Just as soon as we got to Brickhouse, we left, but not with the bus. My son in Dallas, sold his old pickup truck to my brother in NY state. While this might not make sense to some, the logic is this: 1. My brotherís current truck is rusting away around him. 2. My sonís truck has high mileage, but itís always been in AZ or TX which means no rust. 3. My son was going to trade his truck in for half what that truck would retail for in NY. So, we are flying to Dallas, driving the truck to NY, then flying back to Houston. In preparation for this trip, we have pretty much isolated at home since returning from the Karavan. Also, on the Friday before flying to Dallas, we got COVID tests done. We flew to Dallas on Monday, Nov 23rd and got our negative test results while sitting in the boarding area at the airport. We spent the night in my sonís new RV and left about 6 AM Tuesday. We drove to a little past Knoxville, TN where we found a cheap motel, had dinner across the street, and were asleep by 9 PM. Wednesday we were up at 6 again and on the road. We got delayed for over an hour stopped for a wreck in VA, but got to my brotherís house about 7 PM. We had a nice Thanksgiving dinner Thursday and watched football. On Sunday we drove down to Long Island to visit my daughter and her family. We had a nice visit and met her new chickens. Tuesday, my brother drove us down to the airport in Newark, NJ. The convenient airport ten minutes from his house has lost all service thanks to the pandemic. Our flights home via Atlanta were on time and not eventful. On both ends of the trip, it was kind of weird to experience the empty airports and how quiet it was in the planes with everybody staying in their seats and wearing masks.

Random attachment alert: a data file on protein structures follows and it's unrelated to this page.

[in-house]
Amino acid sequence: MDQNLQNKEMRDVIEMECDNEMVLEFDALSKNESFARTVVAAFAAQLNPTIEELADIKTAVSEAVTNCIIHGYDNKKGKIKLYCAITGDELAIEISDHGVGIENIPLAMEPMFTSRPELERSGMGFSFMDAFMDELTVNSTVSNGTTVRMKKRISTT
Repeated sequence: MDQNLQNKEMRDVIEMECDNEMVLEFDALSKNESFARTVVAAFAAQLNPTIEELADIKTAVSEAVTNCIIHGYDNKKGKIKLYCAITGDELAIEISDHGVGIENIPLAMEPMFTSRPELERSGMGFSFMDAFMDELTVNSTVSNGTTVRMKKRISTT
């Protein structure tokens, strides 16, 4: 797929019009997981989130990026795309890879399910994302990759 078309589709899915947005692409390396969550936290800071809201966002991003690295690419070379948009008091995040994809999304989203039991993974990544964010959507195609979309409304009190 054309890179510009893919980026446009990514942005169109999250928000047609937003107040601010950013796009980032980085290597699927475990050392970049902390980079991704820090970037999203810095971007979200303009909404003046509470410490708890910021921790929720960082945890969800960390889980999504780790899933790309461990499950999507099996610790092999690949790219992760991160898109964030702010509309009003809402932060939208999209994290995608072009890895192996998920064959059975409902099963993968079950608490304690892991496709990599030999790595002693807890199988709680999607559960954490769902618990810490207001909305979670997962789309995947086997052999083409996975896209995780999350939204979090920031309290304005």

For Christmas, we went over to Barbís sonís house. He smoked a brisket, some ribs, and some salmon. We enjoyed spending the afternoon with them.